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Investigation into the relevance of BCR-ABL for the survival of cancer stem cells in chronic myeloid leukaemia

Hamilton, Ashley (2010) Investigation into the relevance of BCR-ABL for the survival of cancer stem cells in chronic myeloid leukaemia. PhD thesis, University of Glasgow.

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Abstract

Chronic myeloid leukaemia (CML) is a clonal myeloproliferative disorder of the haemopoietic stem cell, defined by the Philadelphia chromosome (Ph) - the outcome of a balanced, reciprocal translocation between the long arms of chromosomes 9 and 22. The novel fusion oncogene generated on chromosome 22 as a result of this translocation is called BCR-ABL. In the majority of patients, this oncogene transcribes a 210-kDa constitutively active protein tyrosine kinase, often referred to as p210BCR-ABL, which is necessary for the transformation of the disease. The introduction of the orally available, tyrosine kinase inhibitor (TKI) - imatinib mesylate (IM) - marked a major advance in CML treatment in terms of efficacy and tolerability and has now become the first line of therapy. IM acts by competing with ATP to block ABL-kinase activity, resulting in the selective apoptosis induction of BCR-ABL+ cells. However, despite the success of IM as standard therapy for CML, only a small proportion of patients obtain a complete molecular response, where they become negative for BCR-ABL transcripts by RTPCR. It is hypothesised that this minimal residual disease is the result of a primitive quiescent subpopulation of leukaemic cells, which may be the cause for relapse at a later date. Another major clinical concern is the observation of molecular resistance in IM-treated patients. Proposed mechanisms of resistance include BCR-ABL amplification, decreased intracellular IM concentrations caused by drug efflux proteins such as multi drug resistance-1 and the development of point mutations within the ABL-kinase domain. In an attempt to overcome IMresistance, a second generation of BCR-ABL inhibitors has been developed. Dasatinib (BMS-354825, Sprycel) is a TKI developed for the treatment of IM resistant or -intolerant patients with Ph+ leukaemias, which has a 325-fold greater potency than IM against cells expressing wild-type BCR-ABL, and is effective against all IM-resistant BCR-ABL mutants tested in vitro, except T315I. Previously, we showed that dasatinib induced durable inhibition of BCR-ABL and impressive clearance of Ph+ cells, however, the primitive quiescent cell population did not appear to undergo apoptosis even after several days TKI exposure. Therefore, it was still not clear whether early CML progenitor cells depend on BCR-ABL for their growth and survival. In this study we have attempted to determine whether CML stem cells are dependent on BCR-ABL TK activity for their survival and/or proliferation using dasatinib treatment and aimed to characterise the cells which survived drug exposure. We found that 10% of the CML cells were able to survive the dasatinib treatment. We also showed that maximal BCR-ABL TK inhibition was achieved in the surviving CML cells, both in the bulk population of cells and the more problematic primitive stem cell population. Those cells which survived the dasatinib treatment were found to be primitive, residing mainly in the undivided cell fraction and the very early cell divisions. Since these BCR-ABL TK-inhibited, resistant cells were also able to grow when re-cultured in cytokines and form longterm culture-initiating cell (LTC-IC) colonies; these data suggested that ~10% of primitive CD34+ CML cells are not addicted to BCR-ABL TK activity for their survival. This also suggested that these primitive, resistant CML cells appeared to survive and proliferate by BCR-ABL-independent mechanisms. Therefore, the next experiments were then designed to investigate the cellular process of autophagy as a potential means of primitive CML cell survival. Analysis of the properties of CD34+ CML cells which remained viable following dasatinib treatment, revealed the existence of cytoplasmic autophagic structures determined by electron microscopy and significantly increased autophagosome-asociated LC3-II, particularly in the cells cultured without growth factors (GF)s. This suggested that autophagy is induced following GF deprivation of CML cells and is significantly increased within these cells, upon BCR-ABL inhibition following dasatinib treatment. Furthermore, we also found that the inhibition of autophagy greatly potentiated the effect of TKI treatment on the reduction of primitive CML progenitor cells, in terms of the effective eradication of functionally defined colony forming cells and LTC-ICs. Overall, this thesis has shown for the first time that the most TKI-resistant primitive CML cells are likely to be independent of BCR-ABL TK activity for their proliferation and/or survival. Furthermore, we have shown that these resistant CML stem cells rely on the BCR-ABL independent autophagy process for survival in response to stressful conditions, such as, GF deprivation and TKI treatment.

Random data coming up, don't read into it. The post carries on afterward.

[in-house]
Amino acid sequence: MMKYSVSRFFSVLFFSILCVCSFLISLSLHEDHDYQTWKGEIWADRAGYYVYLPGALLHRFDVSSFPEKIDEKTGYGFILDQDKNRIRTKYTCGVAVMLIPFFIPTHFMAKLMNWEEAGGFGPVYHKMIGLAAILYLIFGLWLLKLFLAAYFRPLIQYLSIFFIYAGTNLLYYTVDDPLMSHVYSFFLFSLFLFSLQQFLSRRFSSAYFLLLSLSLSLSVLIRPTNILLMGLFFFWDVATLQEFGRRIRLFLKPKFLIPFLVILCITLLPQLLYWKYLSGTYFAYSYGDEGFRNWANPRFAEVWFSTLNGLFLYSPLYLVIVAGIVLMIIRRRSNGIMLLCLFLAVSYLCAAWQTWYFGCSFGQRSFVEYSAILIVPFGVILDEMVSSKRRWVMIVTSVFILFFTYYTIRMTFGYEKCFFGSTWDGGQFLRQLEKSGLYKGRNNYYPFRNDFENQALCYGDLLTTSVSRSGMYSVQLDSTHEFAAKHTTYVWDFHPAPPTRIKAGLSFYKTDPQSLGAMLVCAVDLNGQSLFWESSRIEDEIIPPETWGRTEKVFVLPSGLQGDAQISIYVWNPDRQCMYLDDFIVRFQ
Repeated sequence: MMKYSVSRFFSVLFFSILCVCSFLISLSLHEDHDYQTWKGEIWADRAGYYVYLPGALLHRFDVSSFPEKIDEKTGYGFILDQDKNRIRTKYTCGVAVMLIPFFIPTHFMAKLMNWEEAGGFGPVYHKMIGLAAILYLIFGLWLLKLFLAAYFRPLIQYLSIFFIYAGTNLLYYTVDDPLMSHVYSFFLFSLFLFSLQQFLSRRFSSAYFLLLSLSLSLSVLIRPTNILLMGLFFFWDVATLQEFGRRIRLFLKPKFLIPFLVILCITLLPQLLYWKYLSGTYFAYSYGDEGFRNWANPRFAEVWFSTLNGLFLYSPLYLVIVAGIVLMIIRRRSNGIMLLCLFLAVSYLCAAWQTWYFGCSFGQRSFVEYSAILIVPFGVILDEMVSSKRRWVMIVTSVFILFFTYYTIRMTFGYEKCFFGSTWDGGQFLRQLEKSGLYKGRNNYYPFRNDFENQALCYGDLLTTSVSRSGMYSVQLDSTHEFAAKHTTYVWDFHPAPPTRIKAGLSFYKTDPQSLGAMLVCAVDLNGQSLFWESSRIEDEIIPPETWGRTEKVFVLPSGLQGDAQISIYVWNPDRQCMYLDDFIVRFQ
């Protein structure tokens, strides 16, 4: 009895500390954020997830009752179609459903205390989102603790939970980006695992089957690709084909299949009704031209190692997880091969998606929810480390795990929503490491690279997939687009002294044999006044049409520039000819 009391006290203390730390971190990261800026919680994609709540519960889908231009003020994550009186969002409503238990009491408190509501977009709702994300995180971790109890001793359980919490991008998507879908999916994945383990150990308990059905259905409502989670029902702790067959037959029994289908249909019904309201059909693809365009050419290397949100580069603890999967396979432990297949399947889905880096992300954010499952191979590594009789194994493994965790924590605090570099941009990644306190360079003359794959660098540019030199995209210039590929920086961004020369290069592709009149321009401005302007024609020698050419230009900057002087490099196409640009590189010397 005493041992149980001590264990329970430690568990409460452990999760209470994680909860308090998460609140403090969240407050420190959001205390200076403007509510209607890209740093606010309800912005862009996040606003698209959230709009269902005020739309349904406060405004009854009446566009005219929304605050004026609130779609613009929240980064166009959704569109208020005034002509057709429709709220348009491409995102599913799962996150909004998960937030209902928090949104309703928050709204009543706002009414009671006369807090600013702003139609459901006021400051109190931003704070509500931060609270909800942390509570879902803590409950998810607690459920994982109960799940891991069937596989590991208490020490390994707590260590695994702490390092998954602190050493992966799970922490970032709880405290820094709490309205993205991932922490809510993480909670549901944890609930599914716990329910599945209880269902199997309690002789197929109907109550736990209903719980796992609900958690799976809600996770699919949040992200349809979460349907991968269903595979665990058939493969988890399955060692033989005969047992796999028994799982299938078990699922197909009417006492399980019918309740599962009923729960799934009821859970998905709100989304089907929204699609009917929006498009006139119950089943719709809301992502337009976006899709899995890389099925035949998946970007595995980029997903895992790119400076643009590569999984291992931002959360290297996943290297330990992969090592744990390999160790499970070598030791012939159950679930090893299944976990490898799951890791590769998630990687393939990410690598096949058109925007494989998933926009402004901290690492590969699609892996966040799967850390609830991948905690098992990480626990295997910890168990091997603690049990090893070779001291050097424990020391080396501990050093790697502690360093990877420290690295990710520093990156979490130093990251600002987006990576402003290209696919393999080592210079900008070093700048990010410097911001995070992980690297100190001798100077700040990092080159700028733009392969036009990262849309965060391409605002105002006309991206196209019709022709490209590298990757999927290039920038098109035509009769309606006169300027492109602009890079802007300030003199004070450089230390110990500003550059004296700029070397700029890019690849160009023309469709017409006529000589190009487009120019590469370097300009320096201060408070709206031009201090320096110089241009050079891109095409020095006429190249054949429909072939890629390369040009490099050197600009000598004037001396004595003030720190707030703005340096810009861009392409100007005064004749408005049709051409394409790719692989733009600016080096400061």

Item Type: Thesis (PhD)
Qualification Level: Doctoral
Keywords: CML, stem cells, BCR-ABL, dasatinib, drug resistance
Subjects: R Medicine > R Medicine (General)
R Medicine > RM Therapeutics. Pharmacology
Colleges/Schools: College of Medical Veterinary and Life Sciences > Institute of Cancer Sciences
Supervisor's Name: Holyoake, Professor Tessa
Date of Award: 2010
Depositing User: miss ashley hamilton
Unique ID: glathesis:2010-2208
Copyright: Copyright of this thesis is held by the author.
Date Deposited: 28 Oct 2010
Last Modified: 10 Dec 2012 13:52
URI: http://theses.gla.ac.uk/id/eprint/2208

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